U.S. Army prisoner of war vet honored after 55 years

It took more than half a century, but on Thursday a Maryland army veteran finally has an honor he earned as a prisoner of war. 

It's nor only a story of endurance, but a frustrating fight against red tape to make things right.  

Ronald Dolecki is a U.S. Army veteran who lives in Huntingtown, Maryland. While his army service took place during the Vietnam War era, his story did not take place in Vietnam. 

Instead, Dolecki was a U.S. Army specialist on a mapping mission in Ethiopia in 1965. He was captured by a warring rebel army called the Eritrean Liberation Front. Dolecki suffered brutal conditions but was able to escape and save the lives of two people. But while Dolecki's captivity and heroism took place during the Vietnam war era — because he wasn't a prisoner of war in Vietnam — he's run into decades of issues because the regulations were steading in the way. 

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But Maryland and Virginia's senators got together Thursday with a U.S. Army general to award Ron Dolecki the medal he deserved and earned. 

"Everybody who heard my story said to me ‘you know there’s even a YouTube that somebody posted called ‘the forgotten prisoner of war' and I stumbled on it and I looked at it and thought ‘wow, that’s weird even the army doesn’t call me a prisoner of war!’" Dolecki told FOX 5 at the ceremony.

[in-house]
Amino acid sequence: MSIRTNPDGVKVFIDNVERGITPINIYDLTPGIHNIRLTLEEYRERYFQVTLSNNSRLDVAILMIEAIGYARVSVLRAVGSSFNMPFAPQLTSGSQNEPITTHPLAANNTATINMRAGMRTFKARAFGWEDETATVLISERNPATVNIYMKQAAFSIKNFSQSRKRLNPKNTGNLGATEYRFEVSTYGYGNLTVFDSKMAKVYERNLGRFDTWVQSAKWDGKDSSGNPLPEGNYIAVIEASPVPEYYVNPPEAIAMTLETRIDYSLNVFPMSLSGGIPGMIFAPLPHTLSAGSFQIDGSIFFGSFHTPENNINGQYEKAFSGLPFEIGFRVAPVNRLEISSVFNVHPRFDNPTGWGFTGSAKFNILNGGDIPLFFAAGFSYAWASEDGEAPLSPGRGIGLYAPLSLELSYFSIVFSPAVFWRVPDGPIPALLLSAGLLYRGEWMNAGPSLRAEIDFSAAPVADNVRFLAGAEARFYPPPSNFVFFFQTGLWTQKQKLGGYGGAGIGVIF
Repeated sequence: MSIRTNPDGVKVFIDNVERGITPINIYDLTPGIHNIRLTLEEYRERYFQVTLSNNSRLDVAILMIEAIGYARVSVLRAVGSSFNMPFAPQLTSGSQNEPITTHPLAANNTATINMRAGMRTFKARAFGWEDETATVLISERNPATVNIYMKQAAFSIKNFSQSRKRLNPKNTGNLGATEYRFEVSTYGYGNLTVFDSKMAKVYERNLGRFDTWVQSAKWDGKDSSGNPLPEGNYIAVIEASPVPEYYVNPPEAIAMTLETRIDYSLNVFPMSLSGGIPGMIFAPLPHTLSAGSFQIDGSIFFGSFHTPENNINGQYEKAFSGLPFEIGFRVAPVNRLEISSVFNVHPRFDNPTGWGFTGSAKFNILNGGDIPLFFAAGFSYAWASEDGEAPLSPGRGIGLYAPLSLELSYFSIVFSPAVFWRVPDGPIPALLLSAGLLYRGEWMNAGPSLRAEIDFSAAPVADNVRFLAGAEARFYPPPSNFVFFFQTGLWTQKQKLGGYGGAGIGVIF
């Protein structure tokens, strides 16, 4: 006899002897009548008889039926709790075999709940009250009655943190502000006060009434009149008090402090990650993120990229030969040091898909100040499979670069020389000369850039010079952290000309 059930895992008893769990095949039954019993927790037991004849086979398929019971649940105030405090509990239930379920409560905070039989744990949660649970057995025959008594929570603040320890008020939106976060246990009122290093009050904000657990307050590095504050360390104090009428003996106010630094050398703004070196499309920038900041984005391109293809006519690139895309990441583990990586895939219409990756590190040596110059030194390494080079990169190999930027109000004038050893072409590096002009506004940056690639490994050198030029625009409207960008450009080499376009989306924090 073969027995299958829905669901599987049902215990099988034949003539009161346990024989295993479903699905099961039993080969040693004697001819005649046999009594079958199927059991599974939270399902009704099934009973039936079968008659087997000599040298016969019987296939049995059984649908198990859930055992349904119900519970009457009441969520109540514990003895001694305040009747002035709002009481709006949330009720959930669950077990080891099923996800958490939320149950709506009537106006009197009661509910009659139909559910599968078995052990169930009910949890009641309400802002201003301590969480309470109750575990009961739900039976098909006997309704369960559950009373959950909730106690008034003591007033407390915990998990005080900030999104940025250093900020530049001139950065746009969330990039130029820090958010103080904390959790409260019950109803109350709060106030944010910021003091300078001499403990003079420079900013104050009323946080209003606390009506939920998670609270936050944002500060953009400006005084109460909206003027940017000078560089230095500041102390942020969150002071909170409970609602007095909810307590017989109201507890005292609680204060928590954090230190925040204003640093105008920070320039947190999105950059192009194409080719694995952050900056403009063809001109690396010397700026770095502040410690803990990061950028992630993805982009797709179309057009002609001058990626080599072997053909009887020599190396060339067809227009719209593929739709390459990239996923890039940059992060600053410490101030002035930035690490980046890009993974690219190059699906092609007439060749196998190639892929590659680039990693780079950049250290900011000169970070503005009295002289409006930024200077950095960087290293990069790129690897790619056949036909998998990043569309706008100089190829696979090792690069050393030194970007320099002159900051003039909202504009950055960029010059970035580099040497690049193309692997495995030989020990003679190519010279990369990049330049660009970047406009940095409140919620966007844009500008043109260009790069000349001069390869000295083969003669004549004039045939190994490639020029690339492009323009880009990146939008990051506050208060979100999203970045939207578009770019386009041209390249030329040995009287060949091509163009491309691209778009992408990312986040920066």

"Ron’s wife Linda wanted to surprise him with a gift, a special surprise, so she applied for him to receive the POW medal from the Army. Unfortunately, that request was denied. 18 years later we are finally able to secure the recognition that Ron Dolecki so clearly deserves!" said Senator Chris Van Hollen.

The Army also awarded a POW medal to David Strickland of Manassas Virginia. His story is nearly identical to Dolecki's. Strickland was also assigned to Ethiopia and was also taken as a prisoner of war 10 years later. He faced similar issues preventing him from getting the medal he earned until today.